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What security should you have on your smartphone?

I remember growing up (boy do I feel old) when phones were the size of bricks and a PC in every house was a fantasy. Fast forward to the present and phones are now “smart” and PC’s are everywhere. Even more surprising is the amount of work we actually do on our phones but this in itself causes unforeseen problems. What happens when you lose it?


If you lose a phone today and it is not locked down (and most aren’t) you would give someone access to your contacts, emails and all your data. In a personal scenario that would be bad but in a business situation that could be devastating. With a few simple tricks though you can avoid that ever happening.

1. Use a passcode to access your phone

It is actually scary how many people don’t have this in place.  A lot of people use a swipe gesture, which is better than nothing, but compared to a passcode is easier to crack.

2. Use a passcode to access certain apps on your phone

I use Dropbox on my phone which accesses all my data (personal and work). The  Dropbox app allows me to configure security in the form of a 4 digit passcode so if anyone wants access to all my data they would have to enter the passcode. Even better is the ability to wipe the data off the phone if someone enters the passcode incorrectly 10 times.  There are numerous apps that allow this form of security in one form or another.  For example the PC Monitor app (which is great by the way) also allows a 4 digit passcode to be setup.

One thing to note is that you should configure different passcodes for individual apps rather than have the same one across all apps (and login). This way if someone does manage to break into the phone they would still have to break into individual apps to get at your data.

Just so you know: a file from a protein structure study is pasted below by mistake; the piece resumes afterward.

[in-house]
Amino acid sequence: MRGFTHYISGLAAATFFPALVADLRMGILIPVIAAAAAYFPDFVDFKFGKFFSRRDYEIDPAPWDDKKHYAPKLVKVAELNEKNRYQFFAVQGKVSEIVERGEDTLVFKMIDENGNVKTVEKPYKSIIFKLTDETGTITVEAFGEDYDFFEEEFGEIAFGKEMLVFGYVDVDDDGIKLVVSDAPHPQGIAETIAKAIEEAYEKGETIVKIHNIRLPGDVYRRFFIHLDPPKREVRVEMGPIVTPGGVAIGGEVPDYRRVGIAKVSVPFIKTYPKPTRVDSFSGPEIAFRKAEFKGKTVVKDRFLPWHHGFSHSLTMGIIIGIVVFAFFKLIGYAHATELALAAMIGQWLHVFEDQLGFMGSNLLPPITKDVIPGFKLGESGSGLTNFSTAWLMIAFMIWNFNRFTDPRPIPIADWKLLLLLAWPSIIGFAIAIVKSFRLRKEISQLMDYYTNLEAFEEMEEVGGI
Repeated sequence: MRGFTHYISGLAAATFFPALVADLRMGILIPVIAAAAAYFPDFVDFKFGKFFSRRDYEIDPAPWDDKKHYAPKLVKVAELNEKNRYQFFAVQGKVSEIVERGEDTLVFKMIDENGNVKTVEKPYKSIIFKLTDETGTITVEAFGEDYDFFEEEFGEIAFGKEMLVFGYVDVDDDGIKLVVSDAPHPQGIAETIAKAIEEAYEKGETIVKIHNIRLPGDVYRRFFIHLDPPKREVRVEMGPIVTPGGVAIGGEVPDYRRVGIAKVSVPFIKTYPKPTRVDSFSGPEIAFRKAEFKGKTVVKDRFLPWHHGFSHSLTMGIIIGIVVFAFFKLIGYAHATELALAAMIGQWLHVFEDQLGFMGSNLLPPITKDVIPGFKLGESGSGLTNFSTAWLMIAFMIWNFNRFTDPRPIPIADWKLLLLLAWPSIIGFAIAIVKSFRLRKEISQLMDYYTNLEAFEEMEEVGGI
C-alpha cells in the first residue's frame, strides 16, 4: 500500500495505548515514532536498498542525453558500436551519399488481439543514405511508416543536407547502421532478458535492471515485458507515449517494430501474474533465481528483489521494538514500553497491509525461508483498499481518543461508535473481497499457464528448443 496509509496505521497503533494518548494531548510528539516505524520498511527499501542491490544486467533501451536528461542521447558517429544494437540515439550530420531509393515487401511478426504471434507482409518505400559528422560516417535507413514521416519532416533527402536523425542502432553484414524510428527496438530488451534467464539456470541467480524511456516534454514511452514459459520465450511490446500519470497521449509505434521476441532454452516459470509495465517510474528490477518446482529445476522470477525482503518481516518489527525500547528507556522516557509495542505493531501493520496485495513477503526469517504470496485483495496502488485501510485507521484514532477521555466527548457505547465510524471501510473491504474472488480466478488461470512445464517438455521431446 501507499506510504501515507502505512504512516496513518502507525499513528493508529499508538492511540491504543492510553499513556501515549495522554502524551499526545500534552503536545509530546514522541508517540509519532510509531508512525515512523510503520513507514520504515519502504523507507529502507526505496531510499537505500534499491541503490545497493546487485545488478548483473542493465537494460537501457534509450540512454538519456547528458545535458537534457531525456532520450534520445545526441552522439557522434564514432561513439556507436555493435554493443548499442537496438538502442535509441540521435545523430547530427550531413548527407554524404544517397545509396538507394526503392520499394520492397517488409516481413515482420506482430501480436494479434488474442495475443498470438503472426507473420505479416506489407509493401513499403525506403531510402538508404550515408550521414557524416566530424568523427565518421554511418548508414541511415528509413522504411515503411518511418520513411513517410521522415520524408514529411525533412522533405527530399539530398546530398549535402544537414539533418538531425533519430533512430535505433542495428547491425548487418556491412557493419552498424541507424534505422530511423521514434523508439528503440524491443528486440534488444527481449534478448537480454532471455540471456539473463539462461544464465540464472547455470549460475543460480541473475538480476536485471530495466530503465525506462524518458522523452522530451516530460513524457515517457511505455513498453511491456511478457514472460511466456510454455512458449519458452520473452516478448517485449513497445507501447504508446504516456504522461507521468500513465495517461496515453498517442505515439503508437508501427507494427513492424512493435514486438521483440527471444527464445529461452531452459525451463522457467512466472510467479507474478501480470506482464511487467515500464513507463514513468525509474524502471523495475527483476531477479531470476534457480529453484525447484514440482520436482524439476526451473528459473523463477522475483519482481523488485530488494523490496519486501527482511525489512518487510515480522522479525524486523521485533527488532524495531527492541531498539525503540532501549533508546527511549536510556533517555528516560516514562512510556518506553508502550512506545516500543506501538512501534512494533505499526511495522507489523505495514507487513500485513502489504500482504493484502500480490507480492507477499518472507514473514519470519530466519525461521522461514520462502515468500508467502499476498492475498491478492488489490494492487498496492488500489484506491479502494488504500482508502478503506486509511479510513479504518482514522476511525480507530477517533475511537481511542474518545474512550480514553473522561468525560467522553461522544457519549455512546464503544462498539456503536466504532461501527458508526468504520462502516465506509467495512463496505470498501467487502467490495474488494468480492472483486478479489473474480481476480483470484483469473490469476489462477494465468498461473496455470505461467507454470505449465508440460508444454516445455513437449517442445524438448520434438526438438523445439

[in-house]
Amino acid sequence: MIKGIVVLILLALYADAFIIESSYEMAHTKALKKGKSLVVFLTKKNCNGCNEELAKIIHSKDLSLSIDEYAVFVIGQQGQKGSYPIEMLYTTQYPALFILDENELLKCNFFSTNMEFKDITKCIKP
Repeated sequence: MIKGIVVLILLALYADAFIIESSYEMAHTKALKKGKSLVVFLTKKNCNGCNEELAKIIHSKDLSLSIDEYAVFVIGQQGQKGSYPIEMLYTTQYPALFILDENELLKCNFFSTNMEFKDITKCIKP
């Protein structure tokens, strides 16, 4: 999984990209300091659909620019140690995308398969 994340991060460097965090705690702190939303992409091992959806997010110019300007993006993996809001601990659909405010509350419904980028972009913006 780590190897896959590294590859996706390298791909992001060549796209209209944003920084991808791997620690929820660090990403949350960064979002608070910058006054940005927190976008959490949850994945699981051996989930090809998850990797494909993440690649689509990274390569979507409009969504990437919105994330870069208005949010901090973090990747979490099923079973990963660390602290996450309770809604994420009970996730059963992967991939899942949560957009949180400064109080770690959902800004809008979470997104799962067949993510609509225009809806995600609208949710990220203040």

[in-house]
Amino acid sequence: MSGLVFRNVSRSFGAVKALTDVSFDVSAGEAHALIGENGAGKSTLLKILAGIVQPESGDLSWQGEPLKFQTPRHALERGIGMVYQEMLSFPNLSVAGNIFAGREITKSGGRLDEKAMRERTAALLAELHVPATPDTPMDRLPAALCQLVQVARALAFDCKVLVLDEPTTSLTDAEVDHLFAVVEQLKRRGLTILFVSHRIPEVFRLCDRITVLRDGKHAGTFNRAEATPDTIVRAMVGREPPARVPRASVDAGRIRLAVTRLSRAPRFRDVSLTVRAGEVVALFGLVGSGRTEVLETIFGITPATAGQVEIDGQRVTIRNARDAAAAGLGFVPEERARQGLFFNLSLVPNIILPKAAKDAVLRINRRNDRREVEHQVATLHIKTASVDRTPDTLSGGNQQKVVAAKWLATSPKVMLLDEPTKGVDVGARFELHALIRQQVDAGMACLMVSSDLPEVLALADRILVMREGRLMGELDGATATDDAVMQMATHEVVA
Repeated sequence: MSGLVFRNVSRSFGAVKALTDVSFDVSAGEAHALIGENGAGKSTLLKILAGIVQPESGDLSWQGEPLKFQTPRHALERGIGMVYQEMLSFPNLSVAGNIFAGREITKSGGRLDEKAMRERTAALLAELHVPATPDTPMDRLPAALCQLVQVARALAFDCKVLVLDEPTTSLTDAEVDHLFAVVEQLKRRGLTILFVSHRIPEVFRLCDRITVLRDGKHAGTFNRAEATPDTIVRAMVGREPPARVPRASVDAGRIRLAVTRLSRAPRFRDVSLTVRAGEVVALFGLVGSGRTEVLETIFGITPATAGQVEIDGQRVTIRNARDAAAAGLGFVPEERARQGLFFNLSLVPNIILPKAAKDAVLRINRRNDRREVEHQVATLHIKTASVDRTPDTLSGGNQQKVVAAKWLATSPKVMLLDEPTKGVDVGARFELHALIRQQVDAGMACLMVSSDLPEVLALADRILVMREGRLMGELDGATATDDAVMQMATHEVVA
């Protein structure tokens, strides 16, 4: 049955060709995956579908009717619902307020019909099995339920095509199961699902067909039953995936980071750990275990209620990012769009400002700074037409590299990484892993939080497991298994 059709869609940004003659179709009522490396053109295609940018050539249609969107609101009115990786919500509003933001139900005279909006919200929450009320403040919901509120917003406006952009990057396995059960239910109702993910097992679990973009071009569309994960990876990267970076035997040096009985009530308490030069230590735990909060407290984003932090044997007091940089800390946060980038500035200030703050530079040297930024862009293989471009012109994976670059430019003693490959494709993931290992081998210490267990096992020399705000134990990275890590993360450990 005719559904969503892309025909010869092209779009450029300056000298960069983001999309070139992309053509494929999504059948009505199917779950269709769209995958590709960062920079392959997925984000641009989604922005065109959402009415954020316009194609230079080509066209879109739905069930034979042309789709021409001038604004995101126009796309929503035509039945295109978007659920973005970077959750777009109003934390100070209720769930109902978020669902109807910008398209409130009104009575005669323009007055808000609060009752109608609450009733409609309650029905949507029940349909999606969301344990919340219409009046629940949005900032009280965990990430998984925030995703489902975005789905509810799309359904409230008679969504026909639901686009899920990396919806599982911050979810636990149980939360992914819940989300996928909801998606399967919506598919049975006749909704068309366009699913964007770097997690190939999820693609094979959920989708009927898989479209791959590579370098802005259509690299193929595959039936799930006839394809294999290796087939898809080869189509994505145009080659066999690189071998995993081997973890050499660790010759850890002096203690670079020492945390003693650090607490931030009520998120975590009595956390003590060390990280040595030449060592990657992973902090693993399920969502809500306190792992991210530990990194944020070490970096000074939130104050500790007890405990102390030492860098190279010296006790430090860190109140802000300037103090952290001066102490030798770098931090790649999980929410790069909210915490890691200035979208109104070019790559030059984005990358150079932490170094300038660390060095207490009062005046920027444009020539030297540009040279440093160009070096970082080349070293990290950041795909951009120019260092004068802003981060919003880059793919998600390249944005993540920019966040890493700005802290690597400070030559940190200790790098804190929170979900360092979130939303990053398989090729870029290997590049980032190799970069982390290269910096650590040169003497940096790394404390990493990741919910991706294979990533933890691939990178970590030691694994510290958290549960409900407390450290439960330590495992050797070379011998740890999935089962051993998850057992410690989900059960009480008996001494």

3. Use encryption

If you don’t store data in the cloud but on your phone then encryption is a must.  Encryption is also a must if you store other peoples information on your phone.  Encryption comes as standard on all Android phones (but is turned off by default) and also iPhones. Once turned on no one will be able to access anything on the phone without the decryption key (passcode).

4. Remote wipe

In a business environment I would strongly suggest you install an app which allows you to remotely wipe your smartphone if you ever lose it.  If you have implemented the above measures then chances are your data is secure but remotely wiping a lost phone makes sure.  Personally on my HTC Desire 500 (great phone) I use BitDefender Mobile Security which along with the usual virus scanner has Anti-Theft security built in.  This means I can go to a website and locate my phone by GPS but even better is the ability to remotely wipe it meaning all the data on the phone gets erased. If you use an iPhone a good choice would be to sign up to FindMyiPhone which allows the same thing.

One thing I would like to mention here is that although this article is aimed primarily at smartphones the same measures should also be taken with tablets. They can be just as easily lost as a smartphone with access to just as much data.